Dunbar High School (Washington, D.C.)
|Dunbar High School|
101 N Street Northwest|
Washington, DC 20001
|School type||Public high school|
|School district||District of Columbia Public Schools Ward 5|
|Faculty||66.0 (on FTE basis)|
|Grades||9 to 12|
|Enrollment||837 (as of 2009-10)|
|Student to teacher ratio||12.68|
|Athletics conference||District of Columbia Interscholastic Athletic Association|
Paul Laurence Dunbar High School is a public secondary school located in Washington, D.C., United States. The school is located in the Truxton Circle neighborhood of Northwest Washington, two blocks from the intersection of New Jersey and New York avenues. Dunbar, which serves grades 9 through 12, is a part of the District of Columbia Public Schools.
From the early 20th century to the 1950s, Dunbar became known as the classical academic high school for black students in the segregated public schools. As all public school teachers were federal civil servants, its teachers received pay equal to that of white teachers in other schools in the district. It attracted high-quality faculty, many with advanced degrees, including doctorates. Parents sent their children to the high school from across the city because of its high standards. Many of its alumni graduated from top-quality colleges and universities, and gained professional degrees.
Originally named the Preparatory High School for Colored Youth, from 1891 to 1916 it was known as M Street High School. The school was founded as an educational mission at the Fifteenth Street Presbyterian Church. The school was America's first public high school for black students. When its location was changed from M Street, the school was renamed in 1916 for the noted African-American poet, Paul Laurence Dunbar, who died in 1906.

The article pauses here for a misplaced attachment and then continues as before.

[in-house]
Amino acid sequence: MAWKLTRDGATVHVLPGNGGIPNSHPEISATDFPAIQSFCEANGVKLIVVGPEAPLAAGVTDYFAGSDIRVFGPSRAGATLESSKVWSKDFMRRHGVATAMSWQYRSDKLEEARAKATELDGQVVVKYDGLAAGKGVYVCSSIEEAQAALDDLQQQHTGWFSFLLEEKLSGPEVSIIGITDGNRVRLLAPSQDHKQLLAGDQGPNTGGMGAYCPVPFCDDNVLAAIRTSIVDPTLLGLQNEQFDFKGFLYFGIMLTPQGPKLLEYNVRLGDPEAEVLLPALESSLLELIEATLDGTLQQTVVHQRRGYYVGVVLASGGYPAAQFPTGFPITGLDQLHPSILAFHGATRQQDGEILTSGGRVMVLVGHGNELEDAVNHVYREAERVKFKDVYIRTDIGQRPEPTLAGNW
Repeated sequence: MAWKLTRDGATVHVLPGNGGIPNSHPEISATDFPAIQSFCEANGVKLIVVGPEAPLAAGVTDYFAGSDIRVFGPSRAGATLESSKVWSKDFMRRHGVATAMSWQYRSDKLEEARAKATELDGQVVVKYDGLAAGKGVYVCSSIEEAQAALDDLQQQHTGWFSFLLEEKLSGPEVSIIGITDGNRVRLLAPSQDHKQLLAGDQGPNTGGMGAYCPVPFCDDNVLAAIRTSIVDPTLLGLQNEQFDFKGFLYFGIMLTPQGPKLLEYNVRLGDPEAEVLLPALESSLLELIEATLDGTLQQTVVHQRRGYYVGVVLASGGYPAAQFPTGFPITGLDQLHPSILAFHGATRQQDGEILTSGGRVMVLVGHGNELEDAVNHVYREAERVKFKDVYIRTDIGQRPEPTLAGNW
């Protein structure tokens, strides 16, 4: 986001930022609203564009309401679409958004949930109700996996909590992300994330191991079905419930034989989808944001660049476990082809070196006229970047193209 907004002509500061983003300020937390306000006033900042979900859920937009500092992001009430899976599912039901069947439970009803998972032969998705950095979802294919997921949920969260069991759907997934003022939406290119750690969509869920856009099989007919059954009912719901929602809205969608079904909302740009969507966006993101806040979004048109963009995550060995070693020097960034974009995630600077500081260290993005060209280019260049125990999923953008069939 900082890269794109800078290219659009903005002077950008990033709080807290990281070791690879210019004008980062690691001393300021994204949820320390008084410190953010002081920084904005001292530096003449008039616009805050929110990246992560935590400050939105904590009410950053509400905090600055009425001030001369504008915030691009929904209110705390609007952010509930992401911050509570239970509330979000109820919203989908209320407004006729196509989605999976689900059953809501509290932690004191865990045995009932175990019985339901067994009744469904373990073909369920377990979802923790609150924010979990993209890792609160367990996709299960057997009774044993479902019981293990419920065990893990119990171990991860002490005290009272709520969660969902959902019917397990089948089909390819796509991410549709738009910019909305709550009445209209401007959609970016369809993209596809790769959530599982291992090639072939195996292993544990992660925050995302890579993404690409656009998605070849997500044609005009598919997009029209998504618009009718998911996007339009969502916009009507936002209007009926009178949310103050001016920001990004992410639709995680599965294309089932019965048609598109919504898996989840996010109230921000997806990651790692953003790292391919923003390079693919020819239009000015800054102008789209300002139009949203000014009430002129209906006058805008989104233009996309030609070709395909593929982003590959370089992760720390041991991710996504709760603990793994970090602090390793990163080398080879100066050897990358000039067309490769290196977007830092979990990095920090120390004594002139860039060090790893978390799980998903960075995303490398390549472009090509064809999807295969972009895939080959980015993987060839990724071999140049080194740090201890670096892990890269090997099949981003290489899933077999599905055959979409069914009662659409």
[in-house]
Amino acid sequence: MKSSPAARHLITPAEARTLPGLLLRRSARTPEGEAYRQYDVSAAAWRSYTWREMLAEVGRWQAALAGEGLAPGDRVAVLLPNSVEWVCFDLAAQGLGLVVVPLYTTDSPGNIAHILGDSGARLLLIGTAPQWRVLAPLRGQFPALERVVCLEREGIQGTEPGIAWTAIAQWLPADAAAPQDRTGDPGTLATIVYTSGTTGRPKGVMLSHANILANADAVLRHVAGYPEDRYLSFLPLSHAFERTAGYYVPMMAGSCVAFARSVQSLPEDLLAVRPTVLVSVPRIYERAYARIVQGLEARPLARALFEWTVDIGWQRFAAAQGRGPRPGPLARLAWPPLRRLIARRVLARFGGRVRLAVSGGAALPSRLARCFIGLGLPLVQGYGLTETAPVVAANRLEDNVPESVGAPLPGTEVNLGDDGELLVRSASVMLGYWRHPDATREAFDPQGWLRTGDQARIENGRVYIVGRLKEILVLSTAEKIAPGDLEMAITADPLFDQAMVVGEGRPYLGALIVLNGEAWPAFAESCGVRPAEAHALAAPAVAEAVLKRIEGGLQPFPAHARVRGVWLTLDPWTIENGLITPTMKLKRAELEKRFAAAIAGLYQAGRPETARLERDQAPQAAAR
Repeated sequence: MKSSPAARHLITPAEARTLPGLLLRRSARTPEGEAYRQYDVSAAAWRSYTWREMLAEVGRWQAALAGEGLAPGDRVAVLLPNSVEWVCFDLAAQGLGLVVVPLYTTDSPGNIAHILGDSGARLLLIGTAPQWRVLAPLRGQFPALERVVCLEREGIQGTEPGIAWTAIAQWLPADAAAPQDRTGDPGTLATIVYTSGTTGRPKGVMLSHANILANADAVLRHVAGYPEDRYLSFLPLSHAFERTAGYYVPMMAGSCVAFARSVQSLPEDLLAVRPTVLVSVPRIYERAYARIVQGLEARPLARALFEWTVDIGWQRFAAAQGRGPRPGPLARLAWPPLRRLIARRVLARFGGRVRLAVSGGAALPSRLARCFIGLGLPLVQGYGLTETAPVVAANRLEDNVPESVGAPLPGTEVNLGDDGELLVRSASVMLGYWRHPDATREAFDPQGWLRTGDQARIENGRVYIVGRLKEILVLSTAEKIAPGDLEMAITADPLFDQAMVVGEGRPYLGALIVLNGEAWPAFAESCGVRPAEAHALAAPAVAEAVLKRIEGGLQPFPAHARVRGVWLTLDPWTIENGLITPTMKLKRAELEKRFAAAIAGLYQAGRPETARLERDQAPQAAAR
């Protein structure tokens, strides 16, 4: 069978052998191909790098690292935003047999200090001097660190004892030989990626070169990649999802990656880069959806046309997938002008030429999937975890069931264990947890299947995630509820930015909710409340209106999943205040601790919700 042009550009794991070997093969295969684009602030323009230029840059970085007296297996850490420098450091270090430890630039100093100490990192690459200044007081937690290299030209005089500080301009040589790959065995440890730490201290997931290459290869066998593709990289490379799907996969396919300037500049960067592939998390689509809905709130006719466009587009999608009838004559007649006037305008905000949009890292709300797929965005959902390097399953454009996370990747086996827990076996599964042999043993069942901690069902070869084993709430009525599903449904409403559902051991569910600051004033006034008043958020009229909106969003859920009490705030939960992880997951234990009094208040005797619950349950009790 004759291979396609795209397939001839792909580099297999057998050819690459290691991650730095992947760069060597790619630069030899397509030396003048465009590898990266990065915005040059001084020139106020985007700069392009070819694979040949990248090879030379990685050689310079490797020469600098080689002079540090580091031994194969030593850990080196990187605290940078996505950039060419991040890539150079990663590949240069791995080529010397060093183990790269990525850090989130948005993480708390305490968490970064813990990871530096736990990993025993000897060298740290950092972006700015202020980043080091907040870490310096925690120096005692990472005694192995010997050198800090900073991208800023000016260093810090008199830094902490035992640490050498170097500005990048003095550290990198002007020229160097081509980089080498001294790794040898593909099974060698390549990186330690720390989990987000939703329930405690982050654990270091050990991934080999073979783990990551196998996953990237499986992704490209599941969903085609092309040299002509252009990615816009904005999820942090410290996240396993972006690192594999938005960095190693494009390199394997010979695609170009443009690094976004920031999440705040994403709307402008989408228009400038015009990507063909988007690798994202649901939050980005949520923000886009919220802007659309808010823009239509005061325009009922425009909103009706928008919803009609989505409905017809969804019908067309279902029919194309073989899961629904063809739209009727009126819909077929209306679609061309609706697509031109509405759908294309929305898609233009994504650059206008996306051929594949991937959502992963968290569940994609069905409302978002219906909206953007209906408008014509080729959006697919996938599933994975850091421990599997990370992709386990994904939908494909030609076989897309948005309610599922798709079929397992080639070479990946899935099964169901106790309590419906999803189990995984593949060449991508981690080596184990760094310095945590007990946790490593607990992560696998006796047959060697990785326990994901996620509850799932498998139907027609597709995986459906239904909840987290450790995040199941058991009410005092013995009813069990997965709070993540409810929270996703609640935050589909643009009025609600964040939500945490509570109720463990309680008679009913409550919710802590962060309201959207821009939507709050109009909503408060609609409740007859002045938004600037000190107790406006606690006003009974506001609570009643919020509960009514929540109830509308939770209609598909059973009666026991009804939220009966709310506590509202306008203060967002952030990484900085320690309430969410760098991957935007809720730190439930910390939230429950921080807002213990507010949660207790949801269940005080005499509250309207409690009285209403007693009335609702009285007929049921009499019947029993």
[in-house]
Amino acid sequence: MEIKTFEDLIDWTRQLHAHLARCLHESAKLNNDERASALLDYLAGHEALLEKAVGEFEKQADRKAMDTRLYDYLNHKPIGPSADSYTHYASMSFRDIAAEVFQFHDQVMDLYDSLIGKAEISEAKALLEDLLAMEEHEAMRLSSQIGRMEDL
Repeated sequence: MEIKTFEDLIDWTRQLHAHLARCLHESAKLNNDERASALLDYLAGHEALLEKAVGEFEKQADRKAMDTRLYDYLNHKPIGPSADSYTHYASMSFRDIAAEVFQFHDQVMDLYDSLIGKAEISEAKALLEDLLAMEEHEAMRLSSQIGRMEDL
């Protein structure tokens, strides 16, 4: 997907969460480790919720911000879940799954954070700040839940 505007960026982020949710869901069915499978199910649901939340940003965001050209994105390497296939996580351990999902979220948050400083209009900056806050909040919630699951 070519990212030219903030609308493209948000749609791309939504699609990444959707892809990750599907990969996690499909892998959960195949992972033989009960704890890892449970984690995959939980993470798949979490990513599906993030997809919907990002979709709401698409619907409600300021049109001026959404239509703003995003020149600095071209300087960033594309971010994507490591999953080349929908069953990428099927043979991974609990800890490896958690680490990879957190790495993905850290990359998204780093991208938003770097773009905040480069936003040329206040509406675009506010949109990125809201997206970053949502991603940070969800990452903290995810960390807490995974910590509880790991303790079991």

As more high schools had been established, Dunbar was designated as the city's academic high school, with other schools providing more vocational or technical training. Dunbar was known for its excellent academics, enough so that some black parents moved to Washington specifically so their children could attend it. All the public school teachers were federal employees, and Dunbar's faculty was paid well by the standards of the time, earning parity pay with Washington's white school teachers. The school boasted a high number of graduates who went on to higher education, and a generally successful student body.
In the 21st century, Dunbar is similar to Paul Laurence Dunbar High School in Baltimore, Maryland and Fort Worth, Texas, as all three schools have a majority African-American student body and are of major importance to the local African-American community. All three schools are also highly regarded for their athletic programs within their respective school district in the sports of football, basketball and track. There is also a Paul Laurence Dunbar High School in Lexington, Kentucky.
One of Dunbar's first principals in Washington, DC was the first black graduate of Harvard College. Almost all the teachers had graduate degrees, and several earned PhDs. By the 1950s, Dunbar High School was sending 80 percent of its students to college.
"For Washington, the end of racial segregation led to a political compromise, in which all schools became neighborhood schools. Dunbar, which had been accepting outstanding black students from anywhere in the city, could now accept only students from the rough ghetto neighborhood in which it was located. Virtually overnight, Dunbar became a typical ghetto school. As unmotivated, unruly and disruptive students flooded in, Dunbar teachers began moving out and many retired. More than 80 years of academic excellence simply vanished into thin air."